Monday, August 03, 2009

my new project: Crenicichla celidochilus

After almost 60 hours in a bag, these three guys made it to NC from Uruguay.
Floating in their quarantine tank, minimal setup so it's easy to keep clean. I had a huge issue with external parasites (Ich) with the fish I brought home from Uruguay last December, so the pump runs a UV sterilizer to eliminate that problem. Simple sponge filter, no heater. Change 25% of the water everyday. Parameters: pH 7.2, TDS: 69 micro siemens, temp: 78* (only while in quarantine, then lower, 70-72* range). No chemical parasite treatment, only salt.

In Uruguay it was 10 degrees celcius, and in those conditions they do not eat, so these guys are quite thin, but very healthy. They get live black worms everyday, and already accept vegi-flakes, but no interest in pellets yet.

These pictures are from the day after their arrival, so they are ragged and stressed out still, but are settling in well, and fattening up too.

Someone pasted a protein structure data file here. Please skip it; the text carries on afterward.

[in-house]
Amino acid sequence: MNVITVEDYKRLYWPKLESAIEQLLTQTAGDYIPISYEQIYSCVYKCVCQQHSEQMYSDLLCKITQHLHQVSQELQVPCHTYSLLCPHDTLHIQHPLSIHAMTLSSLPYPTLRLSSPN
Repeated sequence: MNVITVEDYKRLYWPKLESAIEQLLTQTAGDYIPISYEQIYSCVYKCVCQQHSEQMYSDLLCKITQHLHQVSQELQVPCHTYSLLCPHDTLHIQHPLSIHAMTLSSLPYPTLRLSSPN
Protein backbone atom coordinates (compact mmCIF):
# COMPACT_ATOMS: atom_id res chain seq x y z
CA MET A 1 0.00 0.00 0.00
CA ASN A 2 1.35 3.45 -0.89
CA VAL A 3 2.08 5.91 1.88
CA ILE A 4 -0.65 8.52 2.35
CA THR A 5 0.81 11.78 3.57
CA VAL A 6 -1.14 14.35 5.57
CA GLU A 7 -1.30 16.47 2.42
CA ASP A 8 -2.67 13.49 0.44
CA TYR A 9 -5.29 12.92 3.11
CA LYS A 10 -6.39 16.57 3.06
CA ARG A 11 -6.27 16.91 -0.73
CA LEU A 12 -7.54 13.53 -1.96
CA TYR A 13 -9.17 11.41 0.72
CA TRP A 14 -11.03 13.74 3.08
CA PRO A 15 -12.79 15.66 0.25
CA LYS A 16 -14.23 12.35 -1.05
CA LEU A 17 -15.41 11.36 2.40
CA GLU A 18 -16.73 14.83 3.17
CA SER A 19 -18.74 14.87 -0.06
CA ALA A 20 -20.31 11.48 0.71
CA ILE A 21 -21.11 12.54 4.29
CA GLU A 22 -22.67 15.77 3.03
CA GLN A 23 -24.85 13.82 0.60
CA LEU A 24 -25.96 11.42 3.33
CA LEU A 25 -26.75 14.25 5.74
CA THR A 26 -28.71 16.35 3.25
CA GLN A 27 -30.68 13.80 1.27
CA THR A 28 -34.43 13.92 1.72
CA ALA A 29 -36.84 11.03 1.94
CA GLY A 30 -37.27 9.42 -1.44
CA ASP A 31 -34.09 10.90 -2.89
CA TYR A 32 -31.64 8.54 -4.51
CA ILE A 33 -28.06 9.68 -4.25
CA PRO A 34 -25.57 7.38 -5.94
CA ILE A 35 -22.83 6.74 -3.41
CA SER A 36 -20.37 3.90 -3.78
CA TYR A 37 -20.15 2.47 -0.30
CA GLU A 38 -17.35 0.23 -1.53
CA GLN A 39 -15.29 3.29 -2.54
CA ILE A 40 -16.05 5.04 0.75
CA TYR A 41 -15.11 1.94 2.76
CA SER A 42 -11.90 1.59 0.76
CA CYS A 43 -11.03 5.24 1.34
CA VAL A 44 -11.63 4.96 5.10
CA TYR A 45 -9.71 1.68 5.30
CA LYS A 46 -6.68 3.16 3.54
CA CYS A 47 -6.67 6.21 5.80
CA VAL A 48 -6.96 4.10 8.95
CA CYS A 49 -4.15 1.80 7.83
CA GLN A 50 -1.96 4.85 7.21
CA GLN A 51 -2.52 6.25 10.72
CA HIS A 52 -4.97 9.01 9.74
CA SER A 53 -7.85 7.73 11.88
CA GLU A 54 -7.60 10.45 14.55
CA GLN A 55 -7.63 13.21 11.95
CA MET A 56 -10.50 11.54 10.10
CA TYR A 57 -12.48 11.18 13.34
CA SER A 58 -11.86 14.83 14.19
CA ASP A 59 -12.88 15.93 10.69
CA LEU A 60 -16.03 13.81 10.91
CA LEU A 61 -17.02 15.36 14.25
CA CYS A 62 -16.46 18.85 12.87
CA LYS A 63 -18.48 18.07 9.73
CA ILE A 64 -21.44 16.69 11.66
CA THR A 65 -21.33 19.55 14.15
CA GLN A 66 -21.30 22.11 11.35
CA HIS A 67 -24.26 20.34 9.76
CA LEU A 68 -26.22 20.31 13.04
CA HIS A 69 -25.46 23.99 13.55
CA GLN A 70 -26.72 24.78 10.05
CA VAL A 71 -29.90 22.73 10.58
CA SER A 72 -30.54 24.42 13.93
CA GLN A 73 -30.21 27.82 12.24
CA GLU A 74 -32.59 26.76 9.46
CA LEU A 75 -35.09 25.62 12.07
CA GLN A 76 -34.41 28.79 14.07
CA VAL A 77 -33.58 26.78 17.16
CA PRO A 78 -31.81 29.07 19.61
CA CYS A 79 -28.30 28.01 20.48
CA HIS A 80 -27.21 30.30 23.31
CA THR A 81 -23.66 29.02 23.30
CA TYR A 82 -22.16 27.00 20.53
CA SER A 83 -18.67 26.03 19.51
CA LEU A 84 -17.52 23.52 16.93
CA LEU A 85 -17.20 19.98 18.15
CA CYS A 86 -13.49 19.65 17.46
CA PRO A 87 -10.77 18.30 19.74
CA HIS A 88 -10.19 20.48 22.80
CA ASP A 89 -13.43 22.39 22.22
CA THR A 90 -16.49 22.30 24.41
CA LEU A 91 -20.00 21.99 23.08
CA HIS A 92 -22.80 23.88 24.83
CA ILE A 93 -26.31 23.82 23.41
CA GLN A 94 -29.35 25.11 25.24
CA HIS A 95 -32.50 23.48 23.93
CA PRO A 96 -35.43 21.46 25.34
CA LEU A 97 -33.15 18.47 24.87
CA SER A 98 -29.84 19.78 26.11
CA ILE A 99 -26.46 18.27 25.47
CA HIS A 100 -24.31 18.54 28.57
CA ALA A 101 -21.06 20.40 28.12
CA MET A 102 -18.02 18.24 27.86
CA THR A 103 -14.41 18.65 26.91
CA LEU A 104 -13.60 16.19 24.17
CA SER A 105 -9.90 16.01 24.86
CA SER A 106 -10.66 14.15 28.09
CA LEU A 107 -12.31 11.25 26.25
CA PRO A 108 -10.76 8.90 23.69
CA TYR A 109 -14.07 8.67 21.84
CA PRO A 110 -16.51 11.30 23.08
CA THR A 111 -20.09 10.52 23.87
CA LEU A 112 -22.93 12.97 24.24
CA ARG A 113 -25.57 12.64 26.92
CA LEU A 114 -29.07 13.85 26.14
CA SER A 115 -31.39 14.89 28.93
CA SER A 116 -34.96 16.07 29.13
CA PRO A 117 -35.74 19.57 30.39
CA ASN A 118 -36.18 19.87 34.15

I imported three (7-9cm), hopefully one of them is a male that this female will fancy. I brought her back from Uruguay last December. She is 14cm, so it will be 3-4 months before the others can be put with her. They have some growing to do first, otherwise she might view them as lunch instead of potential mates.

In the wild they grow to 22cm, and are only found in the Rio Cuareim, that forms the border between Uruguay and Brazil, and a few of its tributaries.

They are in quarantine for 4 weeks, then into a 180g tank. I'll do an update on that, in the mean time this will have to do. Maybe with a little luck and cooperation, I can be only the third person to breed them in captivity.

long overdue update: some wildlife pics

Notothalmus viridescens, Wildcat Lake, Bannerl Elk NC

Crenicichla celidochilus female, 14cm. I brought two (m/f) of these back from Uruguay at 8cm last December, I just imported three more (7-9cm). They are my new project, only two people have bred them in captivity. They are found only in the Rio Cuareim drainage, that forms the border between Uruguay and Brazil.

Tyrannus savana, forked-tail flycatcher, Artigas, northern Uruguay

Geophagus sp. "Tapajos Orange Head" male, 16.5cm

Satanoperca leucostica female, 15.5 cm